Schools Spying on Kids


On February 19th, 2010, a popular online talk show host, Cenk Ugyr of TYT, posted a video on how a certain school district gave students high-end laptop computers that they could take home. The purpose of this program was to allow the students to engage in active research while at home and to motivate students to study at home and do their homework. These high-end laptops had webcams, and the only reason I can think why these computers would have such a device installed in them would be to take one small step forward towards the future that David Hutchinson enthusiastically describes in his book “Playing to Learn” – a futuristic world where students do most of their learning at home and communicate with private tutors who are constantly assessing the student’s work via full-scale holographic projectors. This future would allow for individual, personalized instruction, for an individual learning curve for each learner, and most importantly for a comfortable educational setting. Certainly, the idea of taking a class where lessons are one-on-one from the comfort of the study room that one has set up to their own individual liking sounds better than institutionalized learning where the teacher has less than 30 seconds to spend on individual instruction per student and where sometimes hundreds of students are marched like cattle through school in order, not to get a good productive citizen, but to get rid of them as quickly as possible. These integrated webcams in the students’ laptops would have allowed the students to, for example, on a sick day stay at home, turn on the webcam, have the instructor in the classroom turn on the webcam on their end of the screen, and have the sick student attend the lecture, participate, and ask questions as would other students. If the instructor were not able to, for some reason, make it to the classroom, the class could meet virtually (as it is already done in English Village, a virtual space dedicated to the teaching of English and other languages inside the world of Second Life. This idea seemed truly wonderful and a correct step towards the evolution of education.

But then something went wrong.

The students noticed that, strangely, the laptop-integrated webcams were turning on and off randomly and for no apparent reason. Investigation on this yielded crucial information that talks not only of how far school administrators are willing to go to exert their power over students, but also of a sick, degenerate fact that serves as evidence to the idea that those who have power will, likely, abuse it.

The laptop computers given to the students came with a certain program that allowed network administrators to remotely turn the webcam on and off and see what the people on the other side of the screen are doing. Can you imagine if your webcam suddenly turned on and someone was spying on you? That’s what this school district in Pennsylvania was doing to its students. The excuse for including these programs is certainly valid: the school did not want to spend money on laptop computers for the students and then have them be stolen, so they installed this software so that, if the machine was stolen, they could identify who the thief was. However, this purpose was twisted by some sick administrator who had what likely were dubious intentions in his mind. School administrators defended the network administrator by saying that he was just making sure the students were doing their homework; however, what the students do at home is an issue of the parents, not of schools. The school administrators not telling the students nor the parents about the software makes this invasion of privacy even worse. Because of the actions taken by the school, the parents of the school children are pursuing a class-action lawsuit, which I wholeheartedly support. Sure, the idea of the school giving kids laptops is excellent, and the webcam could indeed be exploited to provide an education of excellence in ways that we cannot even begin to articulate, and it may be that the program to remotely turn on the webcam might be useful, but the truth is that this invasion of privacy must be illegal, perhaps even anti-constitutional. This is, I think, a sad day for education, as what could have been used as a teaching tool that had the potential to advance educational practices tremendously will now surely be considered as a negative instrument of represion, and it is this that we must be weary of, for if we halt the progress and evolution of educational practices then it may come the day when formal education becomes nothing more than a side note in our history.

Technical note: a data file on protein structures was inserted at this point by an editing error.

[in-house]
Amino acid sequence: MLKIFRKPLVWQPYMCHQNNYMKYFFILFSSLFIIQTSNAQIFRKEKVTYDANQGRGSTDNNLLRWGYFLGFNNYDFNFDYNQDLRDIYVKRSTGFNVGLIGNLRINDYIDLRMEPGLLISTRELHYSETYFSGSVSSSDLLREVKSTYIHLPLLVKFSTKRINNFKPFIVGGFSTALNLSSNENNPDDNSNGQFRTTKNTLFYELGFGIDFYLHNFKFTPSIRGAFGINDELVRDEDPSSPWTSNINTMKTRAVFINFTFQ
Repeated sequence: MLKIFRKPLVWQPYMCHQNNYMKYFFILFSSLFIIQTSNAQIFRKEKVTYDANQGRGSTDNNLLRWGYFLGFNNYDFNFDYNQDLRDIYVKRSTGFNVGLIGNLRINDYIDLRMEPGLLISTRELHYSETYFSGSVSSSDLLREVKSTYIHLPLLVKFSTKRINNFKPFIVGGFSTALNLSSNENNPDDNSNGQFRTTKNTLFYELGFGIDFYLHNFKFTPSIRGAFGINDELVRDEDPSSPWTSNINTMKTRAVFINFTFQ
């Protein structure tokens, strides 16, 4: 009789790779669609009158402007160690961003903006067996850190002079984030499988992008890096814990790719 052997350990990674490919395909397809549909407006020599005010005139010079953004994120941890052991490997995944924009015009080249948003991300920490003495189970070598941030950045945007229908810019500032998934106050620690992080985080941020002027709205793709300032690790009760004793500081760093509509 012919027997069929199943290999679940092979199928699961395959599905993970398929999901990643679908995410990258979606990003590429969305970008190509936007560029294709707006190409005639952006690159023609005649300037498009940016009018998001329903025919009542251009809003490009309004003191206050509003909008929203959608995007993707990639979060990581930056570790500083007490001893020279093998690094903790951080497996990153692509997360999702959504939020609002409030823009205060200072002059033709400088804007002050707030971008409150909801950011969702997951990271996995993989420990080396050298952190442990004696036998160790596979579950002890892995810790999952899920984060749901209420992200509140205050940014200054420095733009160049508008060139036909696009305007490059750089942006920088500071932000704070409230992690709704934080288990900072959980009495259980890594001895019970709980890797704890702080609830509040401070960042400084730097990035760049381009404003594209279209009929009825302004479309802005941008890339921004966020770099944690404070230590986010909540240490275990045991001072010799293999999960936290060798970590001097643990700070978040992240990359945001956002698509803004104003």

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About Quijano

Johansen Quijano is a professor of English in The University of Texas at Arlington, where he is currently pursuing a Ph.D. in English. He holds a Bachelor’s Degree in the Teaching of English to Speakers of Other Languages (TESOL), a Master’s Degree in Curriculum and Development focusing on TESOL, and a Master’s Degree in English Literature. He has published and presented on a variety of topics including video game studies, popular culture studies, education, teaching methodology, language acquisition, romantic poetry, and victorian literature. His research interests include the above-mentioned topics, narrative, interactivity, simulation, new media in general, and 18th century literature. He also enjoys creative writing (fiction, historical fiction, and poetry), and reading all kinds of epic literary works - from the Epic Poem of Gilgamesh to Robert Jordan’s Wheel of Time series.

Posted on March 1, 2010, in Education Commentary and tagged , , . Bookmark the permalink. Leave a comment.

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